Do fixed income allocations for DC schemes need to evolve?

Oct 24, 2023 | Member Blog

Jon Holguin

Jon Holquin, Director, UK Institutional, abrdn

Fixed income has typically been used to the greatest extent within the de-risking phase of DC lifestyles as members begin to head towards retirement.  This de-risking usually occurs with about 10-15 years to go until normal retirement date (NRD) and members are automatically switched from the Growth fund into some form of Pre-Retirement fund.  Typically these funds have historically invested in a combination of government bonds and corporate bonds, and over recent years allocations to short-dated variants have also been introduced as a means to reducing duration-exposure.

Given the performance of fixed income during 2022 (UK government bonds down 24%, Sterling Corporate Bonds down 18%) it is not surprising these so-called “less risky” funds delivered negative returns.  Understandably pension schemes (and their underlying members) have been asking plenty of questions about these returns and therefore it does beg the question whether the de-risking phase, and more specifically the allocation to fixed income, needs to evolve to prevent these types of losses happening again in the future.  In some instances clients might simply accept that 2022 was an anomaly and therefore nothing needs to change, however others might take a different view and want to make changes.

Fixed income can be a complex asset class, so DC schemes need to consider the role they want it to perform and the risks they face and the drivers to return.  Historically Fixed Income has been included to:

  • Protect assets – high quality and liquidity focus can provide an emphasis on downside protection while delivering a yield level that remains attractive with an attractive premium over cash.
  • Grow assets – A wide opportunity set across credit sectors, with a measured balance investment grade and sub-investment grade, allows for an attractive growth profile while harvesting elevated income levels.

With the increased focus upon sustainability within the DC environment, Fixed Income strategies can also deliver a positive real world outcome and deliver additional characteristics such as:

  • Decarbonisation – with ever growing climate commitments across DC defaults having the ability to not only decarbonise but support real world decarbonisation through introduction of engagement and climate solutions companies.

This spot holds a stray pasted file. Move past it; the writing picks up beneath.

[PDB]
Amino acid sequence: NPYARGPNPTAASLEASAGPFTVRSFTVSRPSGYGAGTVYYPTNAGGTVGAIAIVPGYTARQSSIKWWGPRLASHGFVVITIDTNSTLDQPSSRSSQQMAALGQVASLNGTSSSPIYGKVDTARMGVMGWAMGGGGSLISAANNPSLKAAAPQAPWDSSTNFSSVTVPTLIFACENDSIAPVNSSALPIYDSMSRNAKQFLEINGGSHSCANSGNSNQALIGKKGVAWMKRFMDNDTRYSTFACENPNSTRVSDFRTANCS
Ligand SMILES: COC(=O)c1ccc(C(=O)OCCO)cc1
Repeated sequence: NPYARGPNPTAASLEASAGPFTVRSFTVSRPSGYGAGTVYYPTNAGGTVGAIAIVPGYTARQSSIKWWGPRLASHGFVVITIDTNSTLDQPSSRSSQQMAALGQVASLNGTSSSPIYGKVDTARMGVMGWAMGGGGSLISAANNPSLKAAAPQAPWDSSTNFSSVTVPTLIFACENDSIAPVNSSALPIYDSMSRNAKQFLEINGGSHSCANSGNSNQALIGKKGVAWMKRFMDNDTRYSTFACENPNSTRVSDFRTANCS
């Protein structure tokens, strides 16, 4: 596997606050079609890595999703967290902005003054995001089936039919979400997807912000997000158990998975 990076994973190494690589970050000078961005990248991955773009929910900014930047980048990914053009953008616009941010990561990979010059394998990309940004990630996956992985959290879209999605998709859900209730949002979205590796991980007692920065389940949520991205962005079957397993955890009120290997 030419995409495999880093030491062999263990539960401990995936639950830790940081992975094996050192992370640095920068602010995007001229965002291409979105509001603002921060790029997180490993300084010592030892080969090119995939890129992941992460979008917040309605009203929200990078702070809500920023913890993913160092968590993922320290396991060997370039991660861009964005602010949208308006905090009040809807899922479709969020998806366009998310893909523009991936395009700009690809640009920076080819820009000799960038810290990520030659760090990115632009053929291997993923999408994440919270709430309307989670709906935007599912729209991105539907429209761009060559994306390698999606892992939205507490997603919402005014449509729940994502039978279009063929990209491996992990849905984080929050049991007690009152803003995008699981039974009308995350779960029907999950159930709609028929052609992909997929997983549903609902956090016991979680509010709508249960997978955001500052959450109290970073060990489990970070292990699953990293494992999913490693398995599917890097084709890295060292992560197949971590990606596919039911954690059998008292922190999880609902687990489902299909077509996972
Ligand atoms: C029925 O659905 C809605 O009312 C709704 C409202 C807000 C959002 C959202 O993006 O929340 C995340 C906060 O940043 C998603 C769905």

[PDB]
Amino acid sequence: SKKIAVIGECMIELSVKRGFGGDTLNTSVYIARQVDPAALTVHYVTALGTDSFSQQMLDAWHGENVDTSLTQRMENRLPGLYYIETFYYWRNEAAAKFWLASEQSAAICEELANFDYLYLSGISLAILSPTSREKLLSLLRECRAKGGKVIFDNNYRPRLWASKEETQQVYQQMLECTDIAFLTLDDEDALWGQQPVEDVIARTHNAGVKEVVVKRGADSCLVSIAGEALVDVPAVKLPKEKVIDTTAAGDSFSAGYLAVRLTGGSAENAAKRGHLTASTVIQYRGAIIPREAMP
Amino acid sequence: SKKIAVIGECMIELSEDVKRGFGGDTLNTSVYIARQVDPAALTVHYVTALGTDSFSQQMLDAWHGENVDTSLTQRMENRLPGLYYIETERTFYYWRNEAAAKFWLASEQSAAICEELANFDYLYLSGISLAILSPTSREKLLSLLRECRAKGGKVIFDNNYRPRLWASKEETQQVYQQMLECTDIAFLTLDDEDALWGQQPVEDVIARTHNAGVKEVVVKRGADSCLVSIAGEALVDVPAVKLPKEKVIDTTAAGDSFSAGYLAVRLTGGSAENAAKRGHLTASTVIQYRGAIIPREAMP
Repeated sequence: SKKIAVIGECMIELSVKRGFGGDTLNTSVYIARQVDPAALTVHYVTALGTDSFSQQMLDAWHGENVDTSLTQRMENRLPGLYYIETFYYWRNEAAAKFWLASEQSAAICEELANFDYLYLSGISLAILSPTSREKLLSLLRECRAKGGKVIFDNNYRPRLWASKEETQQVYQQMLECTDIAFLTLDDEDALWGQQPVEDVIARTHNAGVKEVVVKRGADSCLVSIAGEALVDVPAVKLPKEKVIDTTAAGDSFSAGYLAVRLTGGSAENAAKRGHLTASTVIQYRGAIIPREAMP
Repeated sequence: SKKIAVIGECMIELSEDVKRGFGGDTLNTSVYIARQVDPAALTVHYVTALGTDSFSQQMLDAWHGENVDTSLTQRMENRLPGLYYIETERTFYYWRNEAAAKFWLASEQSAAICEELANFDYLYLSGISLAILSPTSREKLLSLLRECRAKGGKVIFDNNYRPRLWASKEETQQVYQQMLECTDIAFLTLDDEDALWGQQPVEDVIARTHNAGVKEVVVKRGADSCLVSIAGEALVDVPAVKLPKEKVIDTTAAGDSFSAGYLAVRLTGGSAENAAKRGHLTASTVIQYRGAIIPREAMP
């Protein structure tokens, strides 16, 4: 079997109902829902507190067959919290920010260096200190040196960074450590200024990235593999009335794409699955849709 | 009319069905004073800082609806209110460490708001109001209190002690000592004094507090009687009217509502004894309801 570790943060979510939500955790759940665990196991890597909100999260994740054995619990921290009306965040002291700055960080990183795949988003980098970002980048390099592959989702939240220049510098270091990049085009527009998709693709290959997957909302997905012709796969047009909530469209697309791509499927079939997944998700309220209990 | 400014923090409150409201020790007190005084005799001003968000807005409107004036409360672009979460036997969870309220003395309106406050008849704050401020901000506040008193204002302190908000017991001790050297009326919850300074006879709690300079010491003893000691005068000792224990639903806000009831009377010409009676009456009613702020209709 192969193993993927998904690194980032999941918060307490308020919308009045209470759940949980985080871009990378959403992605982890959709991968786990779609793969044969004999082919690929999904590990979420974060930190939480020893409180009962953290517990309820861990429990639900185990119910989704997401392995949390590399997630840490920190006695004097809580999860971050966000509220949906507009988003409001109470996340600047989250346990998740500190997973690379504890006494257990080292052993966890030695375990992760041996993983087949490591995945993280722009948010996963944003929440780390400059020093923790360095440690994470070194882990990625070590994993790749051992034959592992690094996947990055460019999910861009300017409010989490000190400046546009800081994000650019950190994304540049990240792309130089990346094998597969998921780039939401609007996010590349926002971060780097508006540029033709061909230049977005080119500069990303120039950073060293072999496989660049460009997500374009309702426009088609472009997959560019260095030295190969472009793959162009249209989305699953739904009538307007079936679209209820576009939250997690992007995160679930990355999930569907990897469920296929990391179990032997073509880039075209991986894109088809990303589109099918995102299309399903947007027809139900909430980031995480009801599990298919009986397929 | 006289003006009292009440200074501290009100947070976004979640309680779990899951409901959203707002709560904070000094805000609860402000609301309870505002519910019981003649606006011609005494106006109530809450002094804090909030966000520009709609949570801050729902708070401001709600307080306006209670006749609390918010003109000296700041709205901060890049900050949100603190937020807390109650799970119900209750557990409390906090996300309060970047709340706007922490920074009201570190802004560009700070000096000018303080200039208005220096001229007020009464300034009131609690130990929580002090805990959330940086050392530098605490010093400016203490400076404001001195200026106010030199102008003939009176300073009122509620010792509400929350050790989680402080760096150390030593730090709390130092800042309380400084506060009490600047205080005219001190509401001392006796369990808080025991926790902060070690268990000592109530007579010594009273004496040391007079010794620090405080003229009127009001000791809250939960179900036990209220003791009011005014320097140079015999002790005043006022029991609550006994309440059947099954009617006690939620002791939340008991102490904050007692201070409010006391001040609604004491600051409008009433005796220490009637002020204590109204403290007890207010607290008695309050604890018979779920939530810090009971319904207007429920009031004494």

• Sustainability Aware – building in clear ESG intentionality as part of bond solutions which combine the delivery of compelling investment returns alongside measurable ESG outcomes.

As DC investors looks to review their Fixed Income allocations and maintain/gain exposure to the above key characteristics, what solutions could schemes look to introduce to their investment strategies:

  1. Introduction of short-dated assets to help reduce duration exposure
  2. Consideration of Multi-Asset Credit/Diversified Fixed Income funds
    1. Key attraction for investors is that the decision to allocate to duration will solely rest with asset manager, unlike existing gilt/Credit allocations where the asset class itself has inherent duration
    2. Greater diversification within fixed income should hopefully allow opportunity to mitigate the overall poor environment and increase downside protection
  3. Some combination of public/private fixed income assets (the introduction of LTAFs should make it easier for schemes to allocate to areas such as private credit)
  4. Allocation to Emerging Market Debt (EMD) for increased geographic diversification and yield potential
  5. If continuing to hold corporate bonds then allocate to some form of Net Zero/Climate Related solution
  6. Naturally any of the options above would need to demonstrate some form of ESG/Sustainability/Net Zero/Climate type characteristics given the increased focus from DC investors.

For 2 & 3, essentially this is taking existing Defined Benefit strategies and trying to determine whether they can work in a DC context.  Some of the strategies within 2 & 3 could be more complex than just investing in gilts/credit, so an element of understanding would be required from trustees/schemes.  In addition these components could result in higher costs, so alongside the complexity element, consideration would need to be given to any cost implications as well.

The traditional negative correlation between bonds and equities is likely to return so, as well as being an attractive investment opportunity in its own right, fixed income can also enable investors to capture and optimise the benefit of diversification within an investment portfolio, whilst also delivering real-world sustainability gains.

Investment involves risk. The value of investments, and the income from them, can go down as well as up and an investor may get back less than the amount invested. Past performance is not a guide to future results. This material is for informational purposes only to illustrate our product development process. This should not be relied upon as a forecast, research or investment advice.

The asset managers that make up the DCIF are committed to promoting investment best practice within DC pension schemes.